- Authoring tools (WYSIWYG editors, CMS, etc.) don't make it easy to create the documents that the URLs for longdesc point to. ObjectDescription makes these documents readily available for everyone.
Is the future HTML feature called "aria-describedby" a suitable alternative to longdesc?
Unfortunately, aria-describedby only makes images accessible under limited conditions. It's a poor alternative for the longdesc feature because:
- It can only point to an image description within the same document.
- Even though it can point to structured content such as bulleted lists or tables, aria-describedby can only process structured content as plain text. This is because the accessibility APIs that aria-describedby maps to do not support structured content.
- Authoring tool vendors are likely to find it difficult to build user-friendly interfaces that use the aria-describedby feature. This is likely to result in confusion and little use of the feature.
Why is the ObjectDescription API a good replacement for longdesc?
APIs are methods that computers use to talk to each other without users being exposed to the behind-the-scene mechanics. Thus, the ObjectDescription service API will enable applications such as Web browsers to give authors the ability to create and view descriptions of images.
For example, in a future browser that uses the ObjectDescription API, users will be able to get a description of an image in the Image Properties dialog box.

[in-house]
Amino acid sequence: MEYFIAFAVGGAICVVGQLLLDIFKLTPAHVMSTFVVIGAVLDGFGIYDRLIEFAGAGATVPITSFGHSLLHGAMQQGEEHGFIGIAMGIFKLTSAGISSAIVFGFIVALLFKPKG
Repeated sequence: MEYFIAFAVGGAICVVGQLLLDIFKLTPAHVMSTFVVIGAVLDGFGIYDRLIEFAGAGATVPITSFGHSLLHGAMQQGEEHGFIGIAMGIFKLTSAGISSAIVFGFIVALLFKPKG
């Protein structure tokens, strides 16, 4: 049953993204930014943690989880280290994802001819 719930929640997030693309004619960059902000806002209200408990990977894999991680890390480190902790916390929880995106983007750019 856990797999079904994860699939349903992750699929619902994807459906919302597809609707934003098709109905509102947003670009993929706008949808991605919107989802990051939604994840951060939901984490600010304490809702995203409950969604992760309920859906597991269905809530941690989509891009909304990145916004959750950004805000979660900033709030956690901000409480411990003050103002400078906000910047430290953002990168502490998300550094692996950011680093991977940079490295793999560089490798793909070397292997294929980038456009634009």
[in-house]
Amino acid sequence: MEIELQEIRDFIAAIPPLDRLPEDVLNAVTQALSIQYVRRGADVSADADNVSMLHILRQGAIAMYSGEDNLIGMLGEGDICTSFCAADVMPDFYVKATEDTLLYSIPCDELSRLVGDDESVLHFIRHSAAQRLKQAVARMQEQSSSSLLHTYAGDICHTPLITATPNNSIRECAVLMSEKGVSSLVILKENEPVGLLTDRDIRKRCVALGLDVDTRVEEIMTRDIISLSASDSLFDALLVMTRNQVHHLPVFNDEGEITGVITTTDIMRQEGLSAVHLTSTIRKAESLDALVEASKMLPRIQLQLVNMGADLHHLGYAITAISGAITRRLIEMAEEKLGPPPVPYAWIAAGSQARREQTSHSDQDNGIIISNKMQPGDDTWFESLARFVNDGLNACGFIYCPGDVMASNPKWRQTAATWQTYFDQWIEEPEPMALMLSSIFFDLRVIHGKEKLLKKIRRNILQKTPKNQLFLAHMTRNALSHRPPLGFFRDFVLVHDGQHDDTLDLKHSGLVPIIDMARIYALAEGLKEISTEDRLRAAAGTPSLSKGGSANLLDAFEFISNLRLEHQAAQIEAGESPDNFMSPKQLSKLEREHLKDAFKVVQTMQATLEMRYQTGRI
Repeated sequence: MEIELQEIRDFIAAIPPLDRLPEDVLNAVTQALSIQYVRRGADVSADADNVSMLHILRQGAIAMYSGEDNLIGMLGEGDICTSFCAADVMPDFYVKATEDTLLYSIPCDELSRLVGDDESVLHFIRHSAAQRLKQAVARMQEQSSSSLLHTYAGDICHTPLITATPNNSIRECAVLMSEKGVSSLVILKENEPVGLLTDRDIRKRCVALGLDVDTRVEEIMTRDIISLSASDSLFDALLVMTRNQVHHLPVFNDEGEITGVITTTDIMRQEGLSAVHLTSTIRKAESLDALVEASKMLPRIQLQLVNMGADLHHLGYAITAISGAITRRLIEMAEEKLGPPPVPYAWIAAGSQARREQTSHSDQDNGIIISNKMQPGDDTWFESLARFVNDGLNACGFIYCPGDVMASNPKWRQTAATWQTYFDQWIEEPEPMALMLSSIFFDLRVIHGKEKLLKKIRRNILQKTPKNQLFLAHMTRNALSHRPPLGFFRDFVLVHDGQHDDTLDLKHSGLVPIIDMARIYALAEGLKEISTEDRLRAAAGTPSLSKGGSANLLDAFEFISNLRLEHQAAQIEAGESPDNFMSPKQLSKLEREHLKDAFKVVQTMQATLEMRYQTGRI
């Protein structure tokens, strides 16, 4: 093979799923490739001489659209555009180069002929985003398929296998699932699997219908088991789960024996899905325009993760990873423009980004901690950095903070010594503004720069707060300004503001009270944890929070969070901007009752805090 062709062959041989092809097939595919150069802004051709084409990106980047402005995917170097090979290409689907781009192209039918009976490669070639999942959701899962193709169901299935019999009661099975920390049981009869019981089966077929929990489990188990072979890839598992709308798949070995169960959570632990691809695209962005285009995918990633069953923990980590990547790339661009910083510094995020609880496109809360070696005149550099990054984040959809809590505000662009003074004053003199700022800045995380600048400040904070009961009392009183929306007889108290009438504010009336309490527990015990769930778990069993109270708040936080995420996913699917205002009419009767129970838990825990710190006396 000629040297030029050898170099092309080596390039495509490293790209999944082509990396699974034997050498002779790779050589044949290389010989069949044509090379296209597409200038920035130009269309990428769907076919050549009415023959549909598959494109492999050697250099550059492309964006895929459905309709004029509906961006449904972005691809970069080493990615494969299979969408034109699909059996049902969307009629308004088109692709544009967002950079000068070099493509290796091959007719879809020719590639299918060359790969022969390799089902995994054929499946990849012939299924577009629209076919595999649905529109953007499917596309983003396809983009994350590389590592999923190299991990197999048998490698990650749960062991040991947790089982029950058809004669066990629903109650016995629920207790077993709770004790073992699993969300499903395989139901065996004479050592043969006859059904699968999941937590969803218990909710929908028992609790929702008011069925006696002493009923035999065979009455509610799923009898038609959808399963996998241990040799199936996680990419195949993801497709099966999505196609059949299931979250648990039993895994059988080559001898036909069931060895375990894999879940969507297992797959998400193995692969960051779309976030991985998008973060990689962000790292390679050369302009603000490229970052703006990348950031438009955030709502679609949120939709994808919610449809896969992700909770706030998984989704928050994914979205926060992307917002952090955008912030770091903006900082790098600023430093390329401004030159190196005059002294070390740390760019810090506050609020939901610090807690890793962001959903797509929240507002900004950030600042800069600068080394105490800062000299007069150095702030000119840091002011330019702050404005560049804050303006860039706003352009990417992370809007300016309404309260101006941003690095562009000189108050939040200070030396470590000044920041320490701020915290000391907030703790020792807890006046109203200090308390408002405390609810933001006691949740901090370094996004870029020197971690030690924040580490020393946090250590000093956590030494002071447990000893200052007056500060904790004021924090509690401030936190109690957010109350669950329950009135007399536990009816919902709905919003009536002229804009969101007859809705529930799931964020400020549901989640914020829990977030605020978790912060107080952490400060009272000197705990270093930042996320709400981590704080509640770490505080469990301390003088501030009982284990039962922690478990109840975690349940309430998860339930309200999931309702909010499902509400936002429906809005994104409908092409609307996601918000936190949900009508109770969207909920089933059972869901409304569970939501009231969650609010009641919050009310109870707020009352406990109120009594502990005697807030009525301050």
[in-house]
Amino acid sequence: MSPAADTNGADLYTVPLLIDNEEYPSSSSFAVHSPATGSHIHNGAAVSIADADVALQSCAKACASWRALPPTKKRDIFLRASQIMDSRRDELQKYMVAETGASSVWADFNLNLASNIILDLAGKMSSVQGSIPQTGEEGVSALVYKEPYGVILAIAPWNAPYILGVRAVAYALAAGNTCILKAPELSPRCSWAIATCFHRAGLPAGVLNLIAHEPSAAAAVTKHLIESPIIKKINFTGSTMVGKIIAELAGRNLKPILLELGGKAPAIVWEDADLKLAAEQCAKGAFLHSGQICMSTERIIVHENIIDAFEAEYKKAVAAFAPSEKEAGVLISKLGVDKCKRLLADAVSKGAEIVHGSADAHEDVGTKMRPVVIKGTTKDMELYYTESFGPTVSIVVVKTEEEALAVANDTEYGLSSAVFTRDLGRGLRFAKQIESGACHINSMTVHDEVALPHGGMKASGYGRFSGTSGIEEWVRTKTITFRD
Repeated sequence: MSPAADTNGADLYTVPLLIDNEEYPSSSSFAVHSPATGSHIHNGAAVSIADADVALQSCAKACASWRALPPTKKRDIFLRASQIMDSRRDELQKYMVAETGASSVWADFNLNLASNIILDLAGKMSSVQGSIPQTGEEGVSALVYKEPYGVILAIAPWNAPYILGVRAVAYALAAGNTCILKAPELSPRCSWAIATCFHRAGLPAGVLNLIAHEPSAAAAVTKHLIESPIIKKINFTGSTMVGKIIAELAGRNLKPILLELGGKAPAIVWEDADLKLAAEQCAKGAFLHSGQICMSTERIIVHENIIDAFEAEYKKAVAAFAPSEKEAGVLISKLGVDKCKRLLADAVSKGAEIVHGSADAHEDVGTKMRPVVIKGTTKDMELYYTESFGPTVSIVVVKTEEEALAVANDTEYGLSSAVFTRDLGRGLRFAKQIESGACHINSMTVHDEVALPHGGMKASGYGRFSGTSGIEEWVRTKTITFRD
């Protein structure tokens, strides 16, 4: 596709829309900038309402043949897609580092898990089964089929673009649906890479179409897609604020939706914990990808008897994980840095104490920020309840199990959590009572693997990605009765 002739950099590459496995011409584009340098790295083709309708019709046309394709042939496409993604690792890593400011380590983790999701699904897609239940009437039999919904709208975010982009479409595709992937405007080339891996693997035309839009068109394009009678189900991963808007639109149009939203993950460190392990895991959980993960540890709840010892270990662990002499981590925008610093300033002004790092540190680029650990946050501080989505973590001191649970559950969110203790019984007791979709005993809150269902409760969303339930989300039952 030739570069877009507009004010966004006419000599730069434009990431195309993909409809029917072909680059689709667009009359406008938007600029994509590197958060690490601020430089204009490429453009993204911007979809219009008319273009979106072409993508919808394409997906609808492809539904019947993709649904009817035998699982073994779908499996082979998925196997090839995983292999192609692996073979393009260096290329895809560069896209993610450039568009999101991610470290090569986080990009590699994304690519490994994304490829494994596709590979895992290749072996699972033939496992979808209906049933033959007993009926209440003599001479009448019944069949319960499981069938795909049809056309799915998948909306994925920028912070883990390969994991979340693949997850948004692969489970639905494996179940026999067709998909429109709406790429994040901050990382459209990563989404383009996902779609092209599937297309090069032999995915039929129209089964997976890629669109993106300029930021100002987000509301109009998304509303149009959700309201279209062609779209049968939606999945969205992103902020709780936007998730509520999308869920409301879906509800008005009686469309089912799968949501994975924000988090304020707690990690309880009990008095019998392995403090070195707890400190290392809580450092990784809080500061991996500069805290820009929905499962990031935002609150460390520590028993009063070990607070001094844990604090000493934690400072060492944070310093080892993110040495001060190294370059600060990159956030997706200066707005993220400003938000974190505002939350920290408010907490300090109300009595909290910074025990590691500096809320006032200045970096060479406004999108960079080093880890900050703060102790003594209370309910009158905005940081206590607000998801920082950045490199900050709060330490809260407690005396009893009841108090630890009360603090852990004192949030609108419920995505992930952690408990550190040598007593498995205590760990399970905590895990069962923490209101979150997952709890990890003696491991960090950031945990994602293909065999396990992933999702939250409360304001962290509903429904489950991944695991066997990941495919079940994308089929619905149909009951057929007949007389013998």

And anyone will be able to write/edit an image description directly from the browser:
Why is it important to let anyone write image descriptions?
The task of making the Web accessible is too big to be accomplished by writers alone. Other users of the Web must be permitted to get involved to make the Web useful to everyone.
Will permitting anyone to describe images be abused?
All open, community-led efforts are exposed to abuse. Abuse can take the form of spam, mischief or poor quality data. The goal of ObjectDescription is to be useful and this can be achieved while tolerating a small amount of abuse. But, automated and human efforts will be taken to curtail abuse.
How does ObjectDescription work?
When used with longdesc:
- Users enter a URL to an image and write a description for that image.
- ObjectDescription gives the user a URL to enter into the longdesc attribute.
When used with the API:
- An application like a browser takes a fingerprint of an image and submits it to ObjectDescription.
- ObjectDescription returns the description of the image.
- If the user edits that description in the browser, the description and the fingerprint is sent to the ObjectDescription service for storage.
What is a fingerprint of an image?
A fingerprint is a unique number that is generated by examining every bit of an image. Even a tiny change to an image will create a different fingerprint number. There are many different methods to generate a fingerprint but ObjectDescription uses a method called MD5. Here is what a fingerprint looks like:
Does ObjectDescription store images on its servers?
No. Only descriptions of images.
Will there be support for non-English image descriptions?
Yes. Soon. In addition, this website will be available in other languages in the near future.
Can I instruct future browsers to use a different object description service?
Yes. Add the following HTML to a webpage:
<meta name="objdesc.service" content="... URL to another service ..." />
Can I instruct future browsers not to access descriptions for images on my website?
Yes. Add the following HTML to a webpage:
<meta name="objdesc.active" content="false" />
Can I write an image description that others cannot modify?
Yes, This feature is coming soon.
Who owns user-contributed data (i.e.: descriptions)?
We claim no rights over user-contributed data, such as descriptions.